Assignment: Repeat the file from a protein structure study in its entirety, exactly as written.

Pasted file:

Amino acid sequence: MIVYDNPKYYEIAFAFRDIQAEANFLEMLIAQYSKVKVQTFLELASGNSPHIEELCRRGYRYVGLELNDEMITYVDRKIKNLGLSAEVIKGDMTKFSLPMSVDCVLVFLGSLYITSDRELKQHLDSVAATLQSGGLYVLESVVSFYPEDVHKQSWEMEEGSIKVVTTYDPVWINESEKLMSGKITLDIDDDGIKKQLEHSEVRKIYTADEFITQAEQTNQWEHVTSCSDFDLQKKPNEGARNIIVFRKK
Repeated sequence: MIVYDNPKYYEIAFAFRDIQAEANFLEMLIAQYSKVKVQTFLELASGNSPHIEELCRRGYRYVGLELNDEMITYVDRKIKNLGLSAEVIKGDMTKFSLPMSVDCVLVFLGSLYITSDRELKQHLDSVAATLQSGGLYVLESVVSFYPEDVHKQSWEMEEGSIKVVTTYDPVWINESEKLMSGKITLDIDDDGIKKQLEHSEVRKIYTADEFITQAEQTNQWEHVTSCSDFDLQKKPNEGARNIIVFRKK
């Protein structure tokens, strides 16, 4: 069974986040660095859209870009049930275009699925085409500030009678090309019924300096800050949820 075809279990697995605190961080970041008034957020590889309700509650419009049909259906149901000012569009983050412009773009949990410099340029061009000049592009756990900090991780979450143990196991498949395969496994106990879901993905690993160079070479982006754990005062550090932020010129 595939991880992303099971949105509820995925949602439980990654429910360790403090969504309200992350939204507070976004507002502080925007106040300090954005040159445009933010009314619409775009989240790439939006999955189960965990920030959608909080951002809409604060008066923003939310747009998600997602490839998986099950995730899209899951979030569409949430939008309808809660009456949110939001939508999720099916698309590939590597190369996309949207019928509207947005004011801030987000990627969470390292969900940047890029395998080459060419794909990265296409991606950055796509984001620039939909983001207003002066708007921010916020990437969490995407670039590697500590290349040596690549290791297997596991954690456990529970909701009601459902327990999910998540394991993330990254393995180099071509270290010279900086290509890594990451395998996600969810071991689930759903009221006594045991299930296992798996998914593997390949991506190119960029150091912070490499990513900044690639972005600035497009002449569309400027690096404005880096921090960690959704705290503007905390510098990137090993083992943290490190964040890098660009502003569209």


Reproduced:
Amino acid sequence: MIVYDNPKYYEIAFAFRDIQAEANFLEMLIAQYSKVKVQTFLELASGNSPHIEELCRRGYRYVGLELNDEMITYVDRKIKNLGLSAEVIKGDMTKFSLPMSVDCVLVFLGSLYITSDRELKQHLDSVAATLQSGGLYVLESVVSFYPEDVHKQSWEMEEGSIKVVTTYDPVWINESEKLMSGKITLDIDDDGIKKQLEHSEVRKIYTADEFITQAEQTNQWEHVTSCSDFDLQKKPNEGARNIIVFRKK
Repeated sequence: MIVYDNPKYYEIAFAFRDIQAEANFLEMLIAQYSKVKVQTFLELASGNSPHIEELCRRGYRYVGLELNDEMITYVDRKIKNLGLSAEVIKGDMTKFSLPMSVDCVLVFLGSLYITSDRELKQHLDSVAATLQSGGLYVLESVVSFYPEDVHKQSWEMEEGSIKVVTTYDPVWINESEKLMSGKITLDIDDDGIKKQLEHSEVRKIYTADEFITQAEQTNQWEHVTSCSDFDLQKKPNEGARNIIVFRKK
């Protein structure tokens, strides 16, 4: 069974986040660095859209870009049930275009699925085409500030009678090309019924300096800050949820 075809279990697995605190961080970041008034957020590889309700509650419009049909259906149901000012569009983050412009773009949990410099340029061009000049592009756990900090991780979450143990196991498949395969496994106990879901993905690993160079070479982006754990005062550090932020010129 595939991880992303099971949105509820995925949602439980990654429910360790403090969504309200992350939204507070976004507002502080925007106040300090954005040159445009933010009314619409775009989240790439939006999955189960965990920030959608909080951002809409604060008066923003939310747009998600997602490839998986099950995730899209899951979030569409949430939008309808809660009456949110939001939508999720099916698309590939590597190369996309949207019928509207947005004011801030987000990627969470390292969900940047890029395998080459060419794909990265296409991606950055796509984001620039939909983001207003002066708007921010916020990437969490995407670039590697500590290349040596690549290791297997596991954690456990529970909701009601459902327990999910998540394991993330990254393995180099071509270290010279900086290509890594990451395998996600969810071991689930759903009221006594045991299930296992798996998914593997390949991506190119960029150091912070490499990513900044690639972005600035497009002449569309400027690096404005880096921090960690959704705290503007905390510098990137090993083992943290490190964040890098660009502003569209």